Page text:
After spending 4 or 5 years in higher education, most graduates never imagine building a career or business in agriculture. They believe the greatest honour of going to school was to get a white-collar job, threaten sick patients or defend clients in the courtroom.
Or if they had thought about business, they probably imagine building a startup in fintech, education or any other cool industry. For the farming and agric-business is what happens to people live had dealt a tough path and have no other option left.
In today’s video, I’ll share with you 5 convincing reasons to start a business or invest your money in agriculture. Each of these reasons complements each other. And there is a bonus point at the end. So be sure to watch this video to the end. Before we get to it, it’ll be good if you subscribe to After School TV so that you don’t miss more insightful videos like this.
If you are an investor or an entrepreneur in agriculture, tell us in the comment section why you choose the sector. Here are 5 convincing reasons to invest in agriculture. Plus a bonus point at the end.
1. Africa is ripe for a Green revolution
It’s only Africans that take agriculture and farming – the most important human activity – as second class economic activity. Graduates think going to school makes the only industry that keeps them alive, beneath them. It will interest you to know that the economic transformation of most developed countries around the world began with the mechanization and industrialization of agriculture. In fact, the British Agricultural Revolution is considered a major cause of the first Industrial Revolution. Improved agricultural productivity freed up workers to work in other sectors of the economy.
The Green or agricultural Revolution occurred between 1950 and the late 1960s when the productivity of global agriculture increased drastically in parts of the world as a result of advances in research technology. During this period, new chemical fertilizers and synthetic herbicides and pesticides were created. The Green Revolution was estimated to have saved up to one billion people from starvation.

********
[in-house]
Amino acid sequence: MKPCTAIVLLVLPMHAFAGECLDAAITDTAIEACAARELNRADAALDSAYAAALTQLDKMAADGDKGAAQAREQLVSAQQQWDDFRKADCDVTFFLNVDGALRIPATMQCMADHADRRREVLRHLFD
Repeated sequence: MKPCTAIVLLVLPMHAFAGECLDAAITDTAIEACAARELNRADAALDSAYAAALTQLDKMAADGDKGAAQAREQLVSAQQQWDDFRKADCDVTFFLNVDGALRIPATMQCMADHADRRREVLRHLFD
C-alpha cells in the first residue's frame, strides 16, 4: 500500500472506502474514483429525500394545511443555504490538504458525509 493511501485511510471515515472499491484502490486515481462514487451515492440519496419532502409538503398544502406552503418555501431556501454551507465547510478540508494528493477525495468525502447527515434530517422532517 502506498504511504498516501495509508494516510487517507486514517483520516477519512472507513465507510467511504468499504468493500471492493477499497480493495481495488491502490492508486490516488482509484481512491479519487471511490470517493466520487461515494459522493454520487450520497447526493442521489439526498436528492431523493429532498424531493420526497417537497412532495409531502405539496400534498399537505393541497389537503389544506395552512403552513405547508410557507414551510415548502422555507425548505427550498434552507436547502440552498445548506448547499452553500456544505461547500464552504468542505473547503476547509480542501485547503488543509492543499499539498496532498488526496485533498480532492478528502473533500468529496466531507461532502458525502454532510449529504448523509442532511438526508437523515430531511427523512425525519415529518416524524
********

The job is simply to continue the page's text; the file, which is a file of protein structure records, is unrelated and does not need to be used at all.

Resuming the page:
However, at the time the world was undergoing an agricultural revolution, African countries like Nigeria discovered oil and other natural resources and abandoned their agricultural potential. Today, there is a continental and national awareness on the need for Africa to stage a revolution in the agric sector to be able to feed over 1.2 billion people in the continent. Governments, financial institutions and private organizations are creating incentives to encourage and support businesses in the agric sector.
2. Africa has the capacity to feed the world
An analysis by Mckinsey determined that Africa could produce two to three times more cereals and grains, which would add 20 percent more cereals and grains to the current 2.6 billion tons of global output. Similar increases could be seen in the production of horticulture, crops and livestock if the continent intensifies its agricultural productivity.
Africa has a vibrant young population, holds about 60 percent of the world’s uncultivated arable land, 10 per cent of renewable freshwater resources. If we can harness this potential, the continent could potentially capture 60 percent of global food production. The Democratic Republic of the Congo alone could feed two billion people, according to some estimates.
Sub-Saharan Africa has registered a 160 per cent increase in agricultural output over the past 30 years, yet it spent over $45 billion dollars importing food items in 2019. This shows that despite the progress made so far, the demand for agricultural produce is still higher than production. Africa’s agricultural potential is still largely untapped. There is a huge market to sell your locally produced agric product to both locally and internationally.
3. Agriculture is more about technology than land mass
The Netherlands land area is about 41,543 square kilometres – less than double the size of Rwanda and a population estimate of 17.4 million – about the population of Senegal. Yet this country is the world’s second-largest exporter of food and the 17th largest economy. In 2020, the Netherlands exported an estimated 95.6 billion dollars worth of agricultural produce. That is roughly the GDP of Kenya or Ethiopia.